Orkney Buffalo

Facebook square blue small Twitter blue small Buffalo logo - no background

Follow us on our social network

Nav 2 right black small

Welcome to our family farm in Orkney

taste of orkney

Orkney Buffalo Blog

Welcome to my blog


A blog about all the goings on on our family farm in Orkney.  Living the dream with our buffalo and Jacobs sheep and chickens and cats and dogs....what next?

By Naomi Bremner, Mar 21 2016 10:39PM

Yesterday was the first day of Spring...as it happened on the back of a lovely run of dry weather; our fields are now drier than they were at any point during 2015s dreadful summer. Lets just hope it holds for a few more days, and maybe weeks! Best of all, all my washing has that line-dried, spring-like perfume that has saturated the fibres so you keep getting an awakening whiff when you make the bed in the morning.

While the days have been dry there is still a fair nip in the air, and especially as darkness falls; and until things dry up completely there are still long days spent in the byers with the wheelbarrow and shovel dyting out the dung!

Time then to try out some recipes that can quickly be thrown together at lunch time and then are ready to serve up when the byers are done at tea time. A melt-in-the-mouth shin of buffalo stew is just the business! When a shin of buffalo is slow cooked, magic happens – this is easy, humble, warming and thoroughly delicious. Here's the recipe...

By Naomi Bremner, Mar 26 2014 11:00PM

In Part 1 I left off with us in Eday, and the proud owners of 15 in-calf buffalo cows. We also had bought a dozen Jacob sheep that year, so the headcount was mounting, though we arranged that the buffalo would stay down in Fife until we managed to secure some dedicated land for them.

So we set about trying to find some land in Orkney for our “starter pack”. First we scoured our island of Eday, but at just a little over 10 square miles, and a good deal of that taken up with peat banks, the mission was unfruitful. While this search went on we did make ready a byer on Eday that they could come home to for the winter, but that would have been a short-term solution only, and really we needed some fields. The quest continued and while we hoped it could have been triumphed in six months gradually it crept out of reach as winter loomed. Winter became spring, and we frantically battled to finalise the purchase of a farm on the mainland, which sadly fell at the last hurdle.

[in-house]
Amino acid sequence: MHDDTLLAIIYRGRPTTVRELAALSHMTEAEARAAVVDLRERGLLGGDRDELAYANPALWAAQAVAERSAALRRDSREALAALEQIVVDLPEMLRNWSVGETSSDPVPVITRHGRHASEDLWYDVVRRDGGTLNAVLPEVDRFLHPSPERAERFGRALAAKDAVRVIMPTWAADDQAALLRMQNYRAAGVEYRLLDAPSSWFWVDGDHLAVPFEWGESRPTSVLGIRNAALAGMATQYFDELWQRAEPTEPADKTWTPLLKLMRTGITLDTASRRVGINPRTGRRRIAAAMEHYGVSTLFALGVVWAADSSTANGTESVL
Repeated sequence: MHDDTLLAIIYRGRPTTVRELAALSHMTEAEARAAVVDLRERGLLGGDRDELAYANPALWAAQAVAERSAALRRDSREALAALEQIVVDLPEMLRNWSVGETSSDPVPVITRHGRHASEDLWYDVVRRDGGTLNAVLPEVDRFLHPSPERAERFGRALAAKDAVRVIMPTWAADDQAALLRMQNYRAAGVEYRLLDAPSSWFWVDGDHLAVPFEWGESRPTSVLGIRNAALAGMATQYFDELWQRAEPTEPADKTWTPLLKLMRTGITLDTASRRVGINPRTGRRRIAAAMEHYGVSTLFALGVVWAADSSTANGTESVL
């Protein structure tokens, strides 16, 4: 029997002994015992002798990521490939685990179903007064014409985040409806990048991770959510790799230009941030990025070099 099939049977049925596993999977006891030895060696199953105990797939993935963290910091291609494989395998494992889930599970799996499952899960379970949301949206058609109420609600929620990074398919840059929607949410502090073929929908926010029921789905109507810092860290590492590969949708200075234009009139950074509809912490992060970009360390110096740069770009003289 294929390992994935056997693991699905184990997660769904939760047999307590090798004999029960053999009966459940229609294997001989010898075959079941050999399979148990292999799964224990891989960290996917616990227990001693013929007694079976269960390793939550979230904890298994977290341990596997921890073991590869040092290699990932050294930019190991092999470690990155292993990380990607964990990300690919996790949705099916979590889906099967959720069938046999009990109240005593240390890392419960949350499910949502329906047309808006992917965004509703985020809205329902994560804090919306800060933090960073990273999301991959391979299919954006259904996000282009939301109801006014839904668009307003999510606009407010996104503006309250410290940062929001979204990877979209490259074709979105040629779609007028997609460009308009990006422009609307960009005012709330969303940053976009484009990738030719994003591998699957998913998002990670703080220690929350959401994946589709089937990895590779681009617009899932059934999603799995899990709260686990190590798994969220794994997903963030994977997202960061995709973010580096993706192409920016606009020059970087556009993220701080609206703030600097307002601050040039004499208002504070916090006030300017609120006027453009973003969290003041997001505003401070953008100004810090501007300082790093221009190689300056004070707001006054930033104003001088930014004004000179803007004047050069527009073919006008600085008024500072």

By Naomi Bremner, Mar 19 2014 09:42PM

Our Asian Water Buffalo arrived in Deerness in Orkney in July 2013. But how did that come about? Neither I, nor Russell - my husband - can recall when we discussed and agreed to pursue his dream, but he recalls getting hooked on the idea in the mid-2000s, seeing the docile beasts on the televisio.

Back in the autumn of 2013, Russell’s rather simplistic view of our journey as a family so far is: vodka, blue eyes, babies, Eday, Deerness, buffalo… perhaps trying to work out the best configuration in which to house our 51 buffalo over winter was dominating his attention. And in fact it has dominated much thinking for the last 5 months that the buffalo have been indoors; moving things about to suit calving and weaning and the addition of more young stock over the period. Perhaps more on how I ended up in Orkney another time.

We moved out to Eday, one of Orkney’s outer north isles, in 2008, Russell being an Eday Scarfie by birth. After the birth of our first daughter – Dorothy – We moved to Russell’s family farm where, after being in the ‘toon’ for eight years, he got reacquainted with beef cows. I went shopping for my first ever pair of welly boots at the Aladdin’s cave that was Birsay Farmers in Kirkwall, and boy was I delighted by their green-grey, steel toe-capped-lovely-ness. So yes, I was a bit wet around the ears as to farming matters. I had much to learn.